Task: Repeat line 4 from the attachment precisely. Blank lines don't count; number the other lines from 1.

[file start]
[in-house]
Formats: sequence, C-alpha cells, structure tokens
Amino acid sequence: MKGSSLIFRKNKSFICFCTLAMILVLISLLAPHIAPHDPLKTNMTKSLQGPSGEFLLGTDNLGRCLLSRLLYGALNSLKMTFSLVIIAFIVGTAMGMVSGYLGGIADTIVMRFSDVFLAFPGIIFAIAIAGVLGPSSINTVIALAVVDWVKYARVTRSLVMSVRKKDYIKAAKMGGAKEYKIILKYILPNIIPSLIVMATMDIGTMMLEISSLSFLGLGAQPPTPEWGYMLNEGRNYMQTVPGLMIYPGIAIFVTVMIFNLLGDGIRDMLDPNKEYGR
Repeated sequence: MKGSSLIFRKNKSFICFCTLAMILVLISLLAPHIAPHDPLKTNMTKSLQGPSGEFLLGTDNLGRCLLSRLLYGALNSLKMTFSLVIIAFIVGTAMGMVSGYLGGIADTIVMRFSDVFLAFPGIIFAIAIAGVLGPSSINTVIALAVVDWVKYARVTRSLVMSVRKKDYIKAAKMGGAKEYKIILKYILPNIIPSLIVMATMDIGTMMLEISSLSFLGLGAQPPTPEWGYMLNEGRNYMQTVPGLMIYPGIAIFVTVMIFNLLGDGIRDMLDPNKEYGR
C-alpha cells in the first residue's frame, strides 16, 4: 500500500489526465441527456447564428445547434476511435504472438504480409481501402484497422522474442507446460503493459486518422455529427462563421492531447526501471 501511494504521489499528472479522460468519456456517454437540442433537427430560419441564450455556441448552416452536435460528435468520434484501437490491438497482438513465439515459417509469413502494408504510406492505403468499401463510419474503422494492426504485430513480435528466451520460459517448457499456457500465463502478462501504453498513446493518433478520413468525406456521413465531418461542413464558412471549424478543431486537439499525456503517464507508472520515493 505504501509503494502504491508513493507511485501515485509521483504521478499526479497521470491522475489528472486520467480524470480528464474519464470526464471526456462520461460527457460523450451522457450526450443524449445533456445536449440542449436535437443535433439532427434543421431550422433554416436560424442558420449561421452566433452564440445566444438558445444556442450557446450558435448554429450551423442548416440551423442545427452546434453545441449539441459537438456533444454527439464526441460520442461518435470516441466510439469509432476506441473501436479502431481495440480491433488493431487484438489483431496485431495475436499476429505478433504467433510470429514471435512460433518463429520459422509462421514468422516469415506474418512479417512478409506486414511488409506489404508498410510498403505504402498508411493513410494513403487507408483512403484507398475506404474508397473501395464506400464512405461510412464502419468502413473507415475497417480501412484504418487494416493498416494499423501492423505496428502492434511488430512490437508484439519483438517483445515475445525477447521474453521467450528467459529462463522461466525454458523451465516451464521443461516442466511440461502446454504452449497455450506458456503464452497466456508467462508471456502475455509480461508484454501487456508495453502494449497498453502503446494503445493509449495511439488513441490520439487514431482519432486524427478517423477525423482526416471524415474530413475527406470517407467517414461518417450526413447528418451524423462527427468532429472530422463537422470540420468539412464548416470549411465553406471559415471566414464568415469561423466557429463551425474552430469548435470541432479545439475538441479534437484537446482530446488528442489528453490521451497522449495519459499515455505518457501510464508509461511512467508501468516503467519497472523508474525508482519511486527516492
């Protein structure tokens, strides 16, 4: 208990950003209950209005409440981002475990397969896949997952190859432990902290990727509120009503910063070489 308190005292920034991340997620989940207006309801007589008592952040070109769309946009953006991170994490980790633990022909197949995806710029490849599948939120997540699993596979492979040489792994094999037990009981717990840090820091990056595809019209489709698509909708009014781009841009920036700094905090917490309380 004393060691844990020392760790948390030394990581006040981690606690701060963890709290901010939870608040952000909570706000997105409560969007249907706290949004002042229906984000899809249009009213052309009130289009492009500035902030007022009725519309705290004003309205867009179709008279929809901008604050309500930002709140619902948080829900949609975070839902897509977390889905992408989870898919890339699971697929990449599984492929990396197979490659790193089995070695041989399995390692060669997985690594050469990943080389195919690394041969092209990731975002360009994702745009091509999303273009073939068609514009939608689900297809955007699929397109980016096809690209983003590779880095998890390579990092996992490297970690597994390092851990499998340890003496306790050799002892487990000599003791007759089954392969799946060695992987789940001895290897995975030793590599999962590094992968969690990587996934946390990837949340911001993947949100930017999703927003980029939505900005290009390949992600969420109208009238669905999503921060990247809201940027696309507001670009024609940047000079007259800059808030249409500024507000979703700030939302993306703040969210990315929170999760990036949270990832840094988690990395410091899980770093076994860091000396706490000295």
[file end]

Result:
Repeated sequence: MKGSSLIFRKNKSFICFCTLAMILVLISLLAPHIAPHDPLKTNMTKSLQGPSGEFLLGTDNLGRCLLSRLLYGALNSLKMTFSLVIIAFIVGTAMGMVSGYLGGIADTIVMRFSDVFLAFPGIIFAIAIAGVLGPSSINTVIALAVVDWVKYARVTRSLVMSVRKKDYIKAAKMGGAKEYKIILKYILPNIIPSLIVMATMDIGTMMLEISSLSFLGLGAQPPTPEWGYMLNEGRNYMQTVPGLMIYPGIAIFVTVMIFNLLGDGIRDMLDPNKEYGR